13. A void order is void even if it results in a failure of natural justice or injustice to an innocent third party (Lord Denning in Wiseman v Wiseman [1953] 1 All ER 601). It is also never too late to raise the issue of nullity and a person can ignore the void order or claim and raise it as a defence when necessary (Wandsworth London Borough Council v. Winder [1985] A.C. 461; Smurthwaite v Hannay [1894] A.C. 494; Upjohn LJ in Re Pritchard (deceased) [1963]; Lord Denning in MacFoy v United Africa Co. Ltd. [1961]). Furthermore, in Firman v Ellis [1978] Lord Denning affirmed that: (i) a void act is void ab initio.

14. In Re Pritchard (deceased) [1963] Upjohn LJ confirmed that: (i) a fundamental defect in proceedings will make the whole proceedings a nullity; (ii) a nullity cannot be waived; (iii) it is never too late to raise the issue of nullity; and (iv) a person affected by a void order has the right – ex debito justitiae – to have it set aside. For the avoidance of doubt in the present cases, this means that the court does not have the right to refuse this application or to convene a hearing of its merits, as per Lord Greene in Craig v Kanssen [1943] and other authorities cited herein, by which the court is bound.

15. In addition to the fundamental defects in due process, it has also been the defendant’s contention since these matters arose that, in any event, both proceedings are void and illegal by virtue of Article 12 of the Declaration of Rights 1688, as was acknowledged by Parliament in the enactment of the Bill of Rights of the same year: “12. That all Grants and Promises of Fines and Forfeitures of particular persons before Conviction are illegal and void.” This point is a standalone ground for both proceedings to be set aside.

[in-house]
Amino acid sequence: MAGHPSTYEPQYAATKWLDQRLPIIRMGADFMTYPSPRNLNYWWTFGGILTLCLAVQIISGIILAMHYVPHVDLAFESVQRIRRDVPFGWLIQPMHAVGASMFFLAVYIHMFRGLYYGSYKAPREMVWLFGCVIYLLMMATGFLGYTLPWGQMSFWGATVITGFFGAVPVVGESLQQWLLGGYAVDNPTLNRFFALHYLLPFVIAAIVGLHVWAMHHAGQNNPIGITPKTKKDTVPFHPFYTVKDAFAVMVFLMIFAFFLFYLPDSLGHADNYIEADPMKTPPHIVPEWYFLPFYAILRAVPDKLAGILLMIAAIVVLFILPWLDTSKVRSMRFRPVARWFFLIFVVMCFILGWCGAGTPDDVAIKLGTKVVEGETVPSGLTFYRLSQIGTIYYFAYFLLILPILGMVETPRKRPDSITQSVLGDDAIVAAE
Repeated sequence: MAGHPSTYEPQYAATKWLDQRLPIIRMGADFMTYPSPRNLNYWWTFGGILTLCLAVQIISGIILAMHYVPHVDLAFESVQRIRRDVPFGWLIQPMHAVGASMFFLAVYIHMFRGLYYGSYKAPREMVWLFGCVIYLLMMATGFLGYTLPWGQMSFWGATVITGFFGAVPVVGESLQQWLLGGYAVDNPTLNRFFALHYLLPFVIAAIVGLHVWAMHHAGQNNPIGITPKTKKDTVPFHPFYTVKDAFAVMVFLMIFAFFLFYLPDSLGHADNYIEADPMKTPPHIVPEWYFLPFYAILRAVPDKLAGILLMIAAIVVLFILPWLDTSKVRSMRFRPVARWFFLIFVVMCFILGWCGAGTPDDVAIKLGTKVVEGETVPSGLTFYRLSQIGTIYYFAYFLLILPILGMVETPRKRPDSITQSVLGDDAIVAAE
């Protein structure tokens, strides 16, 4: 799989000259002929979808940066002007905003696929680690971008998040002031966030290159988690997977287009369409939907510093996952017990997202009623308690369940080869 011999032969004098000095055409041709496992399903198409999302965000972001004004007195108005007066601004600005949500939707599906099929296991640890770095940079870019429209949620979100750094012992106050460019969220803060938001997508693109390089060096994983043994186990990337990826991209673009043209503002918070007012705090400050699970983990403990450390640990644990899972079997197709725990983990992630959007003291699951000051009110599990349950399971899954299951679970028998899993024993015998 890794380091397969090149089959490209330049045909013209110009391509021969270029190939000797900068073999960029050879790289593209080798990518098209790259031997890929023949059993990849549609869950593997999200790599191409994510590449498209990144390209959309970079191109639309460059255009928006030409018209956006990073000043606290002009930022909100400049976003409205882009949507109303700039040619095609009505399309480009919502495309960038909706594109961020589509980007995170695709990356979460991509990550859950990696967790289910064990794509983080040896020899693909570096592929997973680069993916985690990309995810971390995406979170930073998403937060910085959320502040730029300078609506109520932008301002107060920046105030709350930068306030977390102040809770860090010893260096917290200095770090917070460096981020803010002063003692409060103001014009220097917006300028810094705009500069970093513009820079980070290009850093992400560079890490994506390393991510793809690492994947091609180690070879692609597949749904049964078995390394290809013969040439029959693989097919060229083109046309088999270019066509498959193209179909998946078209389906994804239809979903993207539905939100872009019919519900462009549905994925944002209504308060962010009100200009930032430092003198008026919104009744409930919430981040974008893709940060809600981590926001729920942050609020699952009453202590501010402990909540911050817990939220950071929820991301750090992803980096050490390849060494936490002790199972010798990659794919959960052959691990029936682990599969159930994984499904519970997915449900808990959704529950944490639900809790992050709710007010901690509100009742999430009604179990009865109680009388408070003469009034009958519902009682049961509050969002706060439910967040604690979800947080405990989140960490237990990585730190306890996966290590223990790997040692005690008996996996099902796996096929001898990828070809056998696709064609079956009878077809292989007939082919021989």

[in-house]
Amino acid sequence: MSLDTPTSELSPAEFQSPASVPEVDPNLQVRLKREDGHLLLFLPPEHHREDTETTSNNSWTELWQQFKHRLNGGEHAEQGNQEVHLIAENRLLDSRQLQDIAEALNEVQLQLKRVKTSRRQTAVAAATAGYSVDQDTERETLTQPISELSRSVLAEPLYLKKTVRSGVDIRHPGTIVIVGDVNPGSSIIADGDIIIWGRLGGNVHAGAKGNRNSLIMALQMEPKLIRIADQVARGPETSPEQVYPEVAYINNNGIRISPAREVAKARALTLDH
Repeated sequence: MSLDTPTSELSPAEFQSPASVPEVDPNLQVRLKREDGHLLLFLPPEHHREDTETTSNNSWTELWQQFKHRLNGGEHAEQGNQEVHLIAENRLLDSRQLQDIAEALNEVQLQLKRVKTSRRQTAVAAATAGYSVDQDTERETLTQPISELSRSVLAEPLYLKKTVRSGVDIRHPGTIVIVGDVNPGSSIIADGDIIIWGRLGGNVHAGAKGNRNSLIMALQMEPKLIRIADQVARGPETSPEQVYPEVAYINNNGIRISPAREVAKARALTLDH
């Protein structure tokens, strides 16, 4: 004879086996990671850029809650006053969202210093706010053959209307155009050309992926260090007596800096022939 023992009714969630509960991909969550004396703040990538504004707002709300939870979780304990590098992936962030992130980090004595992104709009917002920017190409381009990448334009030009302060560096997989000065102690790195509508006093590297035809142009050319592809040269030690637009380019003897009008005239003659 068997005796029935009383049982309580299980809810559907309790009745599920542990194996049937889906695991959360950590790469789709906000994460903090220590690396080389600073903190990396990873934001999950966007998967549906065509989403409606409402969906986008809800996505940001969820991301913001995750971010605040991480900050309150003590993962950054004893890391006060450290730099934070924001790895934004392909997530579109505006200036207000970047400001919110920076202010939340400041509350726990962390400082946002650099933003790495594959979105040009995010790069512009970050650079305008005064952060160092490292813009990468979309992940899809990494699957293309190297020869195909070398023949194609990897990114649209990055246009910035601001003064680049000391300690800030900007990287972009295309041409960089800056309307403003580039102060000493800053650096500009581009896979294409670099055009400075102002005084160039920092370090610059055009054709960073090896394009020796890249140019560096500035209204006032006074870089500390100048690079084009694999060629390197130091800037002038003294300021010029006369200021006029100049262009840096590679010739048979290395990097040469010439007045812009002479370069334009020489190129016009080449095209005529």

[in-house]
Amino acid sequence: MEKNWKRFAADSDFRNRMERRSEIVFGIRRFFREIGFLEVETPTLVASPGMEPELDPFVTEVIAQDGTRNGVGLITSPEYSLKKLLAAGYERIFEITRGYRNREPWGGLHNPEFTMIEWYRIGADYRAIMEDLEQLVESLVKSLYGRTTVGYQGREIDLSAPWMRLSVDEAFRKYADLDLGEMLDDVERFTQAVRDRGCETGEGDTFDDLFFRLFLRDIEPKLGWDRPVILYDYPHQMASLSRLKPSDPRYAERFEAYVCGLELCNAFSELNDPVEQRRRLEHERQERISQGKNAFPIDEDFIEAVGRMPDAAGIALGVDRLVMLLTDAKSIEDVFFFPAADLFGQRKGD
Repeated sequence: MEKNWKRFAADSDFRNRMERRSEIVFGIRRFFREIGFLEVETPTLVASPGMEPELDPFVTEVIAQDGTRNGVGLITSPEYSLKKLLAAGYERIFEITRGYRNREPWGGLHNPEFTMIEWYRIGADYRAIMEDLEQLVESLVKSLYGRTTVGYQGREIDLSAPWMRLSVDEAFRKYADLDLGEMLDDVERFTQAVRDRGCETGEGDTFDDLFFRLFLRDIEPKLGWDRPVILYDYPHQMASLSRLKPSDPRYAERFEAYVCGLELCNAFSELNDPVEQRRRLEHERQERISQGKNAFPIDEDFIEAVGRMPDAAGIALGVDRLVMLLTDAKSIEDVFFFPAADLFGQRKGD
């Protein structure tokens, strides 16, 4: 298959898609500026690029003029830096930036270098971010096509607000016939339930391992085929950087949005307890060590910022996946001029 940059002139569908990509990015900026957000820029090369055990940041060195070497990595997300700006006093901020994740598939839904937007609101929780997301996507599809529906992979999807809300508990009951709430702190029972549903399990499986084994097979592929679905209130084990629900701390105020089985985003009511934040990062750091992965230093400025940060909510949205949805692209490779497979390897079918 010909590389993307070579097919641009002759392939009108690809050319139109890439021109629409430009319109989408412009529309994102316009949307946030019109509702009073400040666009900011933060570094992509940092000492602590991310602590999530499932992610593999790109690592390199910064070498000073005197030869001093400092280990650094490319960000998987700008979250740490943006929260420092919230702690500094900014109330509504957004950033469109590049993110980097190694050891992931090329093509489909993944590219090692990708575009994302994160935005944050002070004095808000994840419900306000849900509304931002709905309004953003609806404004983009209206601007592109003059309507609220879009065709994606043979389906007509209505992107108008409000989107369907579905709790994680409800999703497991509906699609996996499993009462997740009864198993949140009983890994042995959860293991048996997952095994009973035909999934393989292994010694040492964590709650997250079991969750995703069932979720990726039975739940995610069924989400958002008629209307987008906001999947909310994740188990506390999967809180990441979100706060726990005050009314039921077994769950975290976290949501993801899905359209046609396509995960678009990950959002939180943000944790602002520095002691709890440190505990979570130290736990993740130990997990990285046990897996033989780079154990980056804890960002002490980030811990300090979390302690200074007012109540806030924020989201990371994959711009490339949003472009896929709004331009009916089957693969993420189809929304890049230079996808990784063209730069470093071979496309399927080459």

16. In Wiseman v Wiseman [1953] 1 All ER 601, Lord Denning confirmed that: (i) the issue of natural justice does not arise in a void order because it is void whether it causes a failure of natural justice or not; (ii) a claimant or defendant should not be allowed to abuse the process of court by failing to comply with a statutory procedure and yet keep the benefit of it and for that reason also a void act is void even if it affects the rights of an innocent third party.

17. Therefore, in summary of the foregoing authorities: (i) an application to have a void order set aside can be made to the court which made the void order; (ii) the setting aside must be done under the court’s inherent power to set aside its own void order; (iii) the court does not have discretion to refuse the application because the person affected by the void order has a right to have it set aside; (iv) an appeal is not necessary because the order is already void; (v) if permission to appeal is sought even if out of time permission should be given because as the order is void time does not run; it is never too late to raise the issue of nullity and the person affected by the void order has a right to have it set aside; (vi) a void order can be quashed or declared unlawful by Judicial Review where available and where damages may also be claimed; (vii) the whole proceedings is void if it was based on a void act; (viii) a void order does not have to be obeyed because it has no legal effect from the beginning; (ix) as it is never too late to raise the issue of nullity, a person can ignore the void order and rely on nullity as a defence when necessary; (x) a void order is void even if the nullity is unjust or injustice occurs to an innocent third party; (xi) an order of a court of limited jurisdiction is void if it cannot be expressly shown, whether by relying upon statutes or procedures subject to statutes, that the court has the jurisdiction to act, or if the order is founded on an invalid claim or void act; (xii) no court (not even the Supreme Court) has jurisdiction to give effect to a void act and the duty of the court is only to interpret and apply the law not to reform or create it as such power rests only with Parliament.